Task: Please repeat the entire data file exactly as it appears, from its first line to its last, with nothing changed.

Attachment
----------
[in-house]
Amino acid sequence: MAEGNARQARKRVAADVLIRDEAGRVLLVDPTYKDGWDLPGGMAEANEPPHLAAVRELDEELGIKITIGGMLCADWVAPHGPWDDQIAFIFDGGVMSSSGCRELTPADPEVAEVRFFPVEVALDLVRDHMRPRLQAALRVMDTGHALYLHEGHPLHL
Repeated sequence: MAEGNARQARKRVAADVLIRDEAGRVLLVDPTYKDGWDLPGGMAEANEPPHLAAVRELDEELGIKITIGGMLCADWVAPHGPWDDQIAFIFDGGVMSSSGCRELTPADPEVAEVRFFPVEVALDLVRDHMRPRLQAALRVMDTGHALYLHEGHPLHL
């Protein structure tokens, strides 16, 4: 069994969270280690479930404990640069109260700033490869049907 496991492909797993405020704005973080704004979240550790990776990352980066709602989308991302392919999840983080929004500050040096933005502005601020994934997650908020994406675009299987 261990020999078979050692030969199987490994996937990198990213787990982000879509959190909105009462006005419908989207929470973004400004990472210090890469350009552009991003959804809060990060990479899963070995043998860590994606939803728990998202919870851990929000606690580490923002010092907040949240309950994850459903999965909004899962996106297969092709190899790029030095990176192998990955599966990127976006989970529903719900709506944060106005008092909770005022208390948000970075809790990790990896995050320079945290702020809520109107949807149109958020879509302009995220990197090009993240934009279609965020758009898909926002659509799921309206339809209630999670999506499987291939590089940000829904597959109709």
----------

[in-house]
Amino acid sequence: MAEGNARQARKRVAADVLIRDEAGRVLLVDPTYKDGWDLPGGMAEANEPPHLAAVRELDEELGIKITIGGMLCADWVAPHGPWDDQIAFIFDGGVMSSSGCRELTPADPEVAEVRFFPVEVALDLVRDHMRPRLQAALRVMDTGHALYLHEGHPLHL
Repeated sequence: MAEGNARQARKRVAADVLIRDEAGRVLLVDPTYKDGWDLPGGMAEANEPPHLAAVRELDEELGIKITIGGMLCADWVAPHGPWDDQIAFIFDGGVMSSSGCRELTPADPEVAEVRFFPVEVALDLVRDHMRPRLQAALRVMDTGHALYLHEGHPLHL
């Protein structure tokens, strides 16, 4: 069994969270280690479930404990640069109260700033490869049907 496991492909797993405020704005973080704004979240550790990776990352980066709602989308991302392919999840983080929004500050040096933005502005601020994934997650908020994406675009299987 261990020999078979050692030969199987490994996937990198990213787990982000879509959190909105009462006005419908989207929470973004400004990472210090890469350009552009991003959804809060990060990479899963070995043998860590994606939803728990998202919870851990929000606690580490923002010092907040949240309950994850459903999965909004899962996106297969092709190899790029030095990176192998990955599966990127976006989970529903719900709506944060106005008092909770005022208390948000970075809790990790990896995050320079945290702020809520109107949807149109958020879509302009995220990197090009993240934009279609965020758009898909926002659509799921309206339809209630999670999506499987291939590089940000829904597959109709």